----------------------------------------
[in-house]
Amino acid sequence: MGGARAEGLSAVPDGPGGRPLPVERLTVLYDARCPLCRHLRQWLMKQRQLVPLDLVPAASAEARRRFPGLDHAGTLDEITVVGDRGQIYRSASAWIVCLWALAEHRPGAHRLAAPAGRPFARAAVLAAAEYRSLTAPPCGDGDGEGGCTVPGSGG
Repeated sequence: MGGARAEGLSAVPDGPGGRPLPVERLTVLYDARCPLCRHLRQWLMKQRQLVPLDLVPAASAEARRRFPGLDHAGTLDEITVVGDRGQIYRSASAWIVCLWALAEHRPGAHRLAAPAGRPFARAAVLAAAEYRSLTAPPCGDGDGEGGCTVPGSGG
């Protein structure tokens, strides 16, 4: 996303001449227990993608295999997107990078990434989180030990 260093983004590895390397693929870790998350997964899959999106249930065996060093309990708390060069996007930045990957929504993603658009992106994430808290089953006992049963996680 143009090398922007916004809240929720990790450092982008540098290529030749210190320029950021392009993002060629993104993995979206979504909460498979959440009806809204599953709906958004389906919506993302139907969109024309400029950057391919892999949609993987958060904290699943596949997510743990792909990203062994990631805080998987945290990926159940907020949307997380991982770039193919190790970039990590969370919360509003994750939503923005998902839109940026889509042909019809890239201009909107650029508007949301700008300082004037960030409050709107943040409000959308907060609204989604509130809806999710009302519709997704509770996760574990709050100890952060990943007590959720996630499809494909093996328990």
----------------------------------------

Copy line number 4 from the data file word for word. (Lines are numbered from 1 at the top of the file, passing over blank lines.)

């Protein structure tokens, strides 16, 4: 996303001449227990993608295999997107990078990434989180030990 260093983004590895390397693929870790998350997964899959999106249930065996060093309990708390060069996007930045990957929504993603658009992106994430808290089953006992049963996680 143009090398922007916004809240929720990790450092982008540098290529030749210190320029950021392009993002060629993104993995979206979504909460498979959440009806809204599953709906958004389906919506993302139907969109024309400029950057391919892999949609993987958060904290699943596949997510743990792909990203062994990631805080998987945290990926159940907020949307997380991982770039193919190790970039990590969370919360509003994750939503923005998902839109940026889509042909019809890239201009909107650029508007949301700008300082004037960030409050709107943040409000959308907060609204989604509130809806999710009302519709997704509770996760574990709050100890952060990943007590959720996630499809494909093996328990």